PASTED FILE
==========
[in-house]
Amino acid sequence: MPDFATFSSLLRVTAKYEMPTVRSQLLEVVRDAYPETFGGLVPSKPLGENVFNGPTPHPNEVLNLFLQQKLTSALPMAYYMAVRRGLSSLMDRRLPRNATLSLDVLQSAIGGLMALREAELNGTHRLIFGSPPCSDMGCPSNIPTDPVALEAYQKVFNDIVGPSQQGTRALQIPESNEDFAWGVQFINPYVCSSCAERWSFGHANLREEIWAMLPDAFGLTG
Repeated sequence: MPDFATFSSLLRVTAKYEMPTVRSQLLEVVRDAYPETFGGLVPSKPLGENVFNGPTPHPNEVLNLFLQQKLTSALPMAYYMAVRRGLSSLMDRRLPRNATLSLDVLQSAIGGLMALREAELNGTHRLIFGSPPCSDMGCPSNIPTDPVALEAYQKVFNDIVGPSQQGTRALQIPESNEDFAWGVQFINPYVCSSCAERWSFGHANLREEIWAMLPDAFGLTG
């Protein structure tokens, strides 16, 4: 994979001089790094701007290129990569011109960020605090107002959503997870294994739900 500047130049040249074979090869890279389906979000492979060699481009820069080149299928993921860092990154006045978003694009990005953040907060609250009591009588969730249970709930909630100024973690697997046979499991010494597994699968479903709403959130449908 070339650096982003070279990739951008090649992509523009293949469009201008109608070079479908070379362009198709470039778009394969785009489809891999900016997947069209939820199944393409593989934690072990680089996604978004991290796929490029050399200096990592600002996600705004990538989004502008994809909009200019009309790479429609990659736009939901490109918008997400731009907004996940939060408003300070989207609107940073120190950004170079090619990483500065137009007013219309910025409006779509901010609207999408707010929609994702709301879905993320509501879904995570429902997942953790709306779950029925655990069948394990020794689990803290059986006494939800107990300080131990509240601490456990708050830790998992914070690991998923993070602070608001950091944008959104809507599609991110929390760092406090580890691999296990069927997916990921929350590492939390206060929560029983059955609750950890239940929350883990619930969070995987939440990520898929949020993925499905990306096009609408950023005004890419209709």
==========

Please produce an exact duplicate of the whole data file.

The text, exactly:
[in-house]
Amino acid sequence: MPDFATFSSLLRVTAKYEMPTVRSQLLEVVRDAYPETFGGLVPSKPLGENVFNGPTPHPNEVLNLFLQQKLTSALPMAYYMAVRRGLSSLMDRRLPRNATLSLDVLQSAIGGLMALREAELNGTHRLIFGSPPCSDMGCPSNIPTDPVALEAYQKVFNDIVGPSQQGTRALQIPESNEDFAWGVQFINPYVCSSCAERWSFGHANLREEIWAMLPDAFGLTG
Repeated sequence: MPDFATFSSLLRVTAKYEMPTVRSQLLEVVRDAYPETFGGLVPSKPLGENVFNGPTPHPNEVLNLFLQQKLTSALPMAYYMAVRRGLSSLMDRRLPRNATLSLDVLQSAIGGLMALREAELNGTHRLIFGSPPCSDMGCPSNIPTDPVALEAYQKVFNDIVGPSQQGTRALQIPESNEDFAWGVQFINPYVCSSCAERWSFGHANLREEIWAMLPDAFGLTG
């Protein structure tokens, strides 16, 4: 994979001089790094701007290129990569011109960020605090107002959503997870294994739900 500047130049040249074979090869890279389906979000492979060699481009820069080149299928993921860092990154006045978003694009990005953040907060609250009591009588969730249970709930909630100024973690697997046979499991010494597994699968479903709403959130449908 070339650096982003070279990739951008090649992509523009293949469009201008109608070079479908070379362009198709470039778009394969785009489809891999900016997947069209939820199944393409593989934690072990680089996604978004991290796929490029050399200096990592600002996600705004990538989004502008994809909009200019009309790479429609990659736009939901490109918008997400731009907004996940939060408003300070989207609107940073120190950004170079090619990483500065137009007013219309910025409006779509901010609207999408707010929609994702709301879905993320509501879904995570429902997942953790709306779950029925655990069948394990020794689990803290059986006494939800107990300080131990509240601490456990708050830790998992914070690991998923993070602070608001950091944008959104809507599609991110929390760092406090580890691999296990069927997916990921929350590492939390206060929560029983059955609750950890239940929350883990619930969070995987939440990520898929949020993925499905990306096009609408950023005004890419209709």